As Songza has discovered, delivering amazing customer service is the most predictable and controllable way to grow referral traffic from Twitter. »

If I could boil the revolution in customer service down to a handful of best practices, it would be these 7:

1. Treat service as a high-value driver of revenue and retention
Perhaps no company has better demonstrated the growing importance of customer service than Zappos, which CEO Tony Hsieh built into a billion-dollar business in less than 10 years. He did it by using his customer service team to maximise value rather than minimising expenses:

“Looking at every one of our interactions through a branding lens instead of an expense-minimizing lens means that we run our call centre very differently from others. We … want our reps to…develop a personal emotional connection with each customer … Usually when marketing departments do their ROI calculations, they assume that the lifetime value of a customer is fixed. We view it as something that can grow if we create positive emotional associations with our brand.”

2. Optimise for customer loyalty
Dropping “low call time” as your service goal doesn't mean ignoring key performance metrics. AmEx optimises for Bain's ”Net Promoter Score”. “For every servicing transaction we ask, ‘How can we get the customer to feel better about American Express and recommend it to a friend?’ That’s a promoter.”

3. Offer high-quality service across channels
The principles of multi-channel marketing are well known: deliver the right message to the right person at the right time ― and per an individual's media preferences. If you focus on a single channel at the expense of others, you're neglecting a significant portion of your customer base. The same holds true for customer service. In addition to call centres, essential service channels include email, live chat, social media, online product guides and FAQs.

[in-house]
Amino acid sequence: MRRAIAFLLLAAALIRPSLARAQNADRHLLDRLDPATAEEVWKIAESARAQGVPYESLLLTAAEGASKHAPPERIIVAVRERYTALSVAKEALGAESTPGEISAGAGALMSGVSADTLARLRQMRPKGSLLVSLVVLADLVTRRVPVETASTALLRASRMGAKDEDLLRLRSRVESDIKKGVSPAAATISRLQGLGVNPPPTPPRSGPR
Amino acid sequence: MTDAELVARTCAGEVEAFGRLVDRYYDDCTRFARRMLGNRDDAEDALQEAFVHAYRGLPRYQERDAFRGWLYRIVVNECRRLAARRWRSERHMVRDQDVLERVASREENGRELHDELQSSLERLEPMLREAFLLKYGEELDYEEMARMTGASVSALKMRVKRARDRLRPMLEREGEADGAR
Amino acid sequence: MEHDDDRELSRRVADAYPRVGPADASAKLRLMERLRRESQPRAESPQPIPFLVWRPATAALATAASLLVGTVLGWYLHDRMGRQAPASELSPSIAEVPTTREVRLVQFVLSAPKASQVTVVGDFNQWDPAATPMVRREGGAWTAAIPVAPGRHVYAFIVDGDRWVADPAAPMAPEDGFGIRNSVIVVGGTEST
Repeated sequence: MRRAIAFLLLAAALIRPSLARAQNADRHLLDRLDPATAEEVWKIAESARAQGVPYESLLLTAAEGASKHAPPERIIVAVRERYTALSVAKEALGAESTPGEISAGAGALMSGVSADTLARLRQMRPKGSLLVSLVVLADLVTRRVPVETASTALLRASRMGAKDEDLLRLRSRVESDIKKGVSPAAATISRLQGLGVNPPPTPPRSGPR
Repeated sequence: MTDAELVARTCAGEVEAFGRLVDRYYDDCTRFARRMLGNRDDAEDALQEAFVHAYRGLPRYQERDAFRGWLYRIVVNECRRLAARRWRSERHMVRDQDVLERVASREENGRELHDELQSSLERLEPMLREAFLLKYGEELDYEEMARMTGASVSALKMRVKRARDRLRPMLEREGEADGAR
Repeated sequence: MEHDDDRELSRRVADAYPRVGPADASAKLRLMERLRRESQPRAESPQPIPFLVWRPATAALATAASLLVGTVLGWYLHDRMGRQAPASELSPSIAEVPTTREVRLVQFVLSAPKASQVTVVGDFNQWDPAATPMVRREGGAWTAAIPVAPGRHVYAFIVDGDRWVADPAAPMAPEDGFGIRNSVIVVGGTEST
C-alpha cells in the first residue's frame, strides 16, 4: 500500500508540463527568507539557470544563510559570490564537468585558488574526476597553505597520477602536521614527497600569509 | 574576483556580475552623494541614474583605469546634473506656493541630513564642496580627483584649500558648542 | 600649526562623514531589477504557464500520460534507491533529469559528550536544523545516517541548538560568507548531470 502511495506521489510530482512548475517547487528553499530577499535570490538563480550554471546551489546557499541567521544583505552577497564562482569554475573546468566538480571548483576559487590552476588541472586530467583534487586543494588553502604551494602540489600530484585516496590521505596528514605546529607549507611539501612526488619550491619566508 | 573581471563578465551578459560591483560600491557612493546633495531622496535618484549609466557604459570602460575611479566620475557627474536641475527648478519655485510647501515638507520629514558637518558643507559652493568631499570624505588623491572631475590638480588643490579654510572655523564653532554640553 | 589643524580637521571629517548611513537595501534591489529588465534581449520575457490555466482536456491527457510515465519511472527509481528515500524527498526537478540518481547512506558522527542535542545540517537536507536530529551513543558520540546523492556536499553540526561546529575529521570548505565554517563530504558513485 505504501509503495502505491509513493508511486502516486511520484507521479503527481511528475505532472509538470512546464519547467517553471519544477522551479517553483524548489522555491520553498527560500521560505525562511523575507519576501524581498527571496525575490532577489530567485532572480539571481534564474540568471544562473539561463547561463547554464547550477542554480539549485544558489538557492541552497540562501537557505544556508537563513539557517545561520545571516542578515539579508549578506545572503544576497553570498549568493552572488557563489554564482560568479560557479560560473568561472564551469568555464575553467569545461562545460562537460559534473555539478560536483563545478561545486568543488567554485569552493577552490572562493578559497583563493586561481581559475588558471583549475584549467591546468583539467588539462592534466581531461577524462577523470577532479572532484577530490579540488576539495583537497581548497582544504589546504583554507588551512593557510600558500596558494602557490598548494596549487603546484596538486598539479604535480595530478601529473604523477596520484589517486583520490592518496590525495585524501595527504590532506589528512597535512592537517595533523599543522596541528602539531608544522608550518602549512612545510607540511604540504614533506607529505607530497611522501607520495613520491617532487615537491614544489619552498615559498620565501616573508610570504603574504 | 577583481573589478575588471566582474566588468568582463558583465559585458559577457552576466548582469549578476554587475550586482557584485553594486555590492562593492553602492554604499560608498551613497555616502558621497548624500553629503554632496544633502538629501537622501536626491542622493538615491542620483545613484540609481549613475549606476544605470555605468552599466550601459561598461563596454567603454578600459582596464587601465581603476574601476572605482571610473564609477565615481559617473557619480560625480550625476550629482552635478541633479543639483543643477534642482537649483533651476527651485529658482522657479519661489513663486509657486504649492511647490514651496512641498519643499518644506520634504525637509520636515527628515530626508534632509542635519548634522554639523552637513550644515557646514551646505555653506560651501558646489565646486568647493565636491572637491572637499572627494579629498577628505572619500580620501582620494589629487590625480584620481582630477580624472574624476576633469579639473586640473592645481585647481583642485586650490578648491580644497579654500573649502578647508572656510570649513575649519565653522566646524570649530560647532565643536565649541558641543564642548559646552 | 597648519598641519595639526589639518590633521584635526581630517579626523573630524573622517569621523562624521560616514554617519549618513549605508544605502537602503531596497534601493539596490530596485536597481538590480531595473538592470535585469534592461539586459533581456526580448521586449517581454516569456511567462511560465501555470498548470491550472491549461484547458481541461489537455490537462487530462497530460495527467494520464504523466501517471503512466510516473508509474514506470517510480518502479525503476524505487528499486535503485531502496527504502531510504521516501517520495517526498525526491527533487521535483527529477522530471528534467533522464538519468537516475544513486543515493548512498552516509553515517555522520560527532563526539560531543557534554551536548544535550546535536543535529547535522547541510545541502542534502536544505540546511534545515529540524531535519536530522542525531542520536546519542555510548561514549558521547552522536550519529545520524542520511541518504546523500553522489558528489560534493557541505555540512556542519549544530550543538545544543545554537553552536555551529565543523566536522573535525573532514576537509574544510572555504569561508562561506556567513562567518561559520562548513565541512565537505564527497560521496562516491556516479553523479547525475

4. Give front-line service people more authority and respect within your organisation
For instance, you might provide people with the autonomy to spend up to a certain dollar amount to resolve customer problems. Then, turn those employees who spend those corporate dollars effectively into internal role models for the rest of your organisation.

5. Re-examine your compensation plan
If the pay your customer service personnel receive is not commensurate with what your company says about its belief in good customer service, then you won't attract top-notch people who can deliver on that promise. Most importantly, make sure that your compensation structure matches your goal: don't ask your reps to optimise for engagement while tying bonuses to low call times.

6. Train reps to engage in authentic conversations
Too often, customer service people know all about the technical and product/service feature issues, but have not received thorough and ongoing training in people skills and effective customer engagement. As a result, reps too often sound robotic. They need to conduct authentic conversations which are based on empathy and personalised data. And to do so, they need training!

7. Do a skills set assessment
Take a closer look at the people you're putting on the customer service phone or face to face on the front lines. If some of those people are simply not cut out for the empathetic, “people-first” task of hearing customers out, making them feel heard, and cheerfully solving their problems, you need to reassign them to other departments. This will lift the morale, and strengthen the customer focus, of everyone who remains.

The mindset I've outlined requires businesses to rethink their customer service operations radically. Start with the best practices I've listed above, and you'll be on the path to success.

New Book Release: Voice Of The Customer Marketing
"This is the definitive playbook for this new customer-driven era."
—Frank Eliason
Senior Director, National Customer Operations, Comcast
"Thank you, Ernan, for tuning us in to the inner voice of our customers! A deep understanding of our customers' needs and preferences is essential for our future growth."
—Karen Galley
President, Patient News Publishing